Scientists have discovered one of the world's largest coral reefs off the coast of Tahiti, a vast area of "pristine" rose-shaped corals deep under water apparently unharmed by climate change, UNESCO announced Thursday.
The area of healthy coral in cooler waters between 30 and 65 metres (98 to 213 feet) deep is a "highly unusual" find, UNESCO said, and could suggest there are more reefs in the ocean depth that may be safer from the impacts of warming waters.
"The discovery of this reef in such a pristine condition is good news and can inspire future conservation," said Laetitia Hedouin, a marine biologist at French research agency (CNRS).
"We think that deeper reefs may be better protected from global warming."
The reef is approximately three kilometres (two miles) in length and up to 65 metres wide in places, which UNESCO said "makes it one of the most extensive healthy coral reefs on record".
Most of the world's known reefs have been found at depths of up to 25 metres and the UN heritage body said the Tahiti reef could suggest there are more areas of healthy coral in the ocean's unmapped "twilight zone".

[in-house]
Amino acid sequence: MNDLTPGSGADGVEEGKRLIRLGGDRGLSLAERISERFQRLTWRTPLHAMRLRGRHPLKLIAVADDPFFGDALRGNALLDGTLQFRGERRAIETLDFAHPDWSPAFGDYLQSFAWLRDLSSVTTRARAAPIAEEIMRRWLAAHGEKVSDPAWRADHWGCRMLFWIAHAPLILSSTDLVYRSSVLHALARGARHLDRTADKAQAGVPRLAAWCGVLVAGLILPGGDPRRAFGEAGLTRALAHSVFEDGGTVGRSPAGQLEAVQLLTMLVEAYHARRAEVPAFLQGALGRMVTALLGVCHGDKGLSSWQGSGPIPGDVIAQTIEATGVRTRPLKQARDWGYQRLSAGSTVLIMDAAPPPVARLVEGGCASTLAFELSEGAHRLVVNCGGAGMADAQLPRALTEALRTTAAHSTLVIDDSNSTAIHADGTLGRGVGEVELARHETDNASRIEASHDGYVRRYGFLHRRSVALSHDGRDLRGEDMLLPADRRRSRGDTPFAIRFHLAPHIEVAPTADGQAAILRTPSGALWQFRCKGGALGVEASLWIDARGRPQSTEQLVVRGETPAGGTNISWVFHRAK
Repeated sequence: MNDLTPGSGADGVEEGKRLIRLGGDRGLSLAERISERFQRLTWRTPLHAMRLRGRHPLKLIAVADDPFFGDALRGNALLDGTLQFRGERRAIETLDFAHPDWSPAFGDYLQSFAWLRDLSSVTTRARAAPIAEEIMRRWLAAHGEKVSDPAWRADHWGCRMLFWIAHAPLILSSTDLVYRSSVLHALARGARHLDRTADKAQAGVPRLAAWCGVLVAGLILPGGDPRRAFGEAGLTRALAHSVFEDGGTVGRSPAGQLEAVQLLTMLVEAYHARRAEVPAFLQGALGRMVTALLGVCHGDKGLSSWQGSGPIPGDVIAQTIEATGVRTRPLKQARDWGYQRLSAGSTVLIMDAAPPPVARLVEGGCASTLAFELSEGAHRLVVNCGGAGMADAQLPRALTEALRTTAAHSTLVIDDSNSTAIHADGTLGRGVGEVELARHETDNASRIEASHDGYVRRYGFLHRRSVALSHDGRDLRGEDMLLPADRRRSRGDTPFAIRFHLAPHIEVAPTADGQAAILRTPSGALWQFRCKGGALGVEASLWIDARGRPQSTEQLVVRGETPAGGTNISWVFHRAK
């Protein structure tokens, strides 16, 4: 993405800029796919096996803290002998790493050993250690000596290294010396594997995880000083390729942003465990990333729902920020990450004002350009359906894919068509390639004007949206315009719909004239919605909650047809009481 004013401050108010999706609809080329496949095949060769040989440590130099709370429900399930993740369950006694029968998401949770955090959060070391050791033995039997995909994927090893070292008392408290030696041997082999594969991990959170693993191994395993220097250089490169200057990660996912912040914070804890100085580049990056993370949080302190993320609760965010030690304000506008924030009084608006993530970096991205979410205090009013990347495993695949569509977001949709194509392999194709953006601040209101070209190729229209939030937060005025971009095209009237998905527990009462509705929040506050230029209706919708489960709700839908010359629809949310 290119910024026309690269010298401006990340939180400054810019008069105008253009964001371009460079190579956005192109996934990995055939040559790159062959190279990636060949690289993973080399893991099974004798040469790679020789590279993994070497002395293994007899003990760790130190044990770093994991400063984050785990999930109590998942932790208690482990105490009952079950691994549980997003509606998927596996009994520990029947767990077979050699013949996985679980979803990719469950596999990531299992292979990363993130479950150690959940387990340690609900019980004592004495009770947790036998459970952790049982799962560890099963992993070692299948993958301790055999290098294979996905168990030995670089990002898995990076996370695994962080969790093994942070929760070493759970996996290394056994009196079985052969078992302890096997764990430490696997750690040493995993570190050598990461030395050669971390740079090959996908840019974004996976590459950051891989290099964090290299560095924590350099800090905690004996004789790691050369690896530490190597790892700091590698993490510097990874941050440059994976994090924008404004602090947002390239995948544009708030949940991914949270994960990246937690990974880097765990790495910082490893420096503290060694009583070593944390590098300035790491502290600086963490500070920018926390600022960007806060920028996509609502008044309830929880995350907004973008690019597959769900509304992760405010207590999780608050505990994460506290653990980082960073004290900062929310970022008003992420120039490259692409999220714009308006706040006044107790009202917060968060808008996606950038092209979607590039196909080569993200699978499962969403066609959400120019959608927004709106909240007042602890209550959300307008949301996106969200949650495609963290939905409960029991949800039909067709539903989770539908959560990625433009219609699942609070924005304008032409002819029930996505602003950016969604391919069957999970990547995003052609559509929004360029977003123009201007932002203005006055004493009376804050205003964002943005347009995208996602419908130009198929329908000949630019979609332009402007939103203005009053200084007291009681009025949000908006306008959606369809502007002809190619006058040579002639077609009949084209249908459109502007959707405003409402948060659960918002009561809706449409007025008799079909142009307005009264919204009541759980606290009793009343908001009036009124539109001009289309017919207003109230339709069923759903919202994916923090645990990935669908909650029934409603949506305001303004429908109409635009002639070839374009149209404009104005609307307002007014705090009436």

"To date, we know the surface of the moon better than the deep ocean," said UNESCO Director-General Audrey Azoulay, adding that only 20 percent of the world's seabed had been mapped.
"This remarkable discovery in Tahiti demonstrates the incredible work of scientists who, with the support of UNESCO, further the extent of our knowledge about what lies beneath."
French Polynesia suffered a significant bleaching event back in 2019 however this reef does not appear to have been significantly affected.
The giant rose-shaped corals are each up to two metres in diameter.
"These corals do not show signs of stress or disease," Hedouin told AFP.
Bleaching occurs when healthy corals become stressed by spikes in ocean temperatures, causing them to expel algae living in their tissues, leaving graveyards of bleached skeletons where vibrant ecosystems once thrived.
© Agence France-Presse